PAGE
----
Importance Of Whistleblowing

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All practitioners and staff in a childcare or education setting should all be aware of the way in which suspected poor practice, concerns or any illegality can be reported.
It is important that those who are concerned about issues around safeguarding should be able to report them. This should be done confidentially and with no concerns for any repercussions toward the individual who reported the incident or those whose practice is being questions; the process is known as whistle-blowing.
All members of staff should feel that they are able to raise concerns without any fear or discrimination or victimisation as a result.

Whistleblowing is very different from a complaint or a grievance. The term ‘whistleblowing’ generally applies when you
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In general, employees who blow the whistle are legally protected under the Public Interest Disclosure Act 2013 (PIDA) against being bullied, sacked or disciplined, if they have acted in good faith.

When working with children, their well-being is the paramount issue which outweighs the importance of good relationship with colleagues. A school’s whistle blowing policy will provide protection for those who feel the need to voice their concerns against their co-workers, on the basis of the Public Interest Disclosure Act 1998.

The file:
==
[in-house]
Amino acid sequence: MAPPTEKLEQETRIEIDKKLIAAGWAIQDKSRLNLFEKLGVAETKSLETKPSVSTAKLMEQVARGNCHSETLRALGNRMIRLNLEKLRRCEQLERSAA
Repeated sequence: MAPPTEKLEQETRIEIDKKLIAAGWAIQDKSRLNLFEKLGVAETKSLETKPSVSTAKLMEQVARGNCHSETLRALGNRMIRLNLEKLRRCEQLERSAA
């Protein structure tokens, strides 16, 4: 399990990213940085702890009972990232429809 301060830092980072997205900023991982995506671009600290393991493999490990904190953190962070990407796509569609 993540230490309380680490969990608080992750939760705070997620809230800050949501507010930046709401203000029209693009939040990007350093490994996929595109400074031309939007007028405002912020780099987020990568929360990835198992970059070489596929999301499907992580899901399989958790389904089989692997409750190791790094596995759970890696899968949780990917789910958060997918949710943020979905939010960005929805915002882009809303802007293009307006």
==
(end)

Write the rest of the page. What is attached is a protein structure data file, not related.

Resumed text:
Acting upon our suspicions and blow the whistle when we experience malpractice and misconduct from our colleagues can be a frightening experience but we always have to keep in mind that the pupils’ well-being and safety might be affected by our co-workers’ dishonest actions. That is why law also protects the whistle blower and schools encourage staff to be sincere about any concerns.

All schools should have a whistleblowing policy that protects staff members who report colleagues they believe are doing something wrong or illegal, or who are neglecting their duties. The school whistleblowing policy has a key role to play in safeguarding

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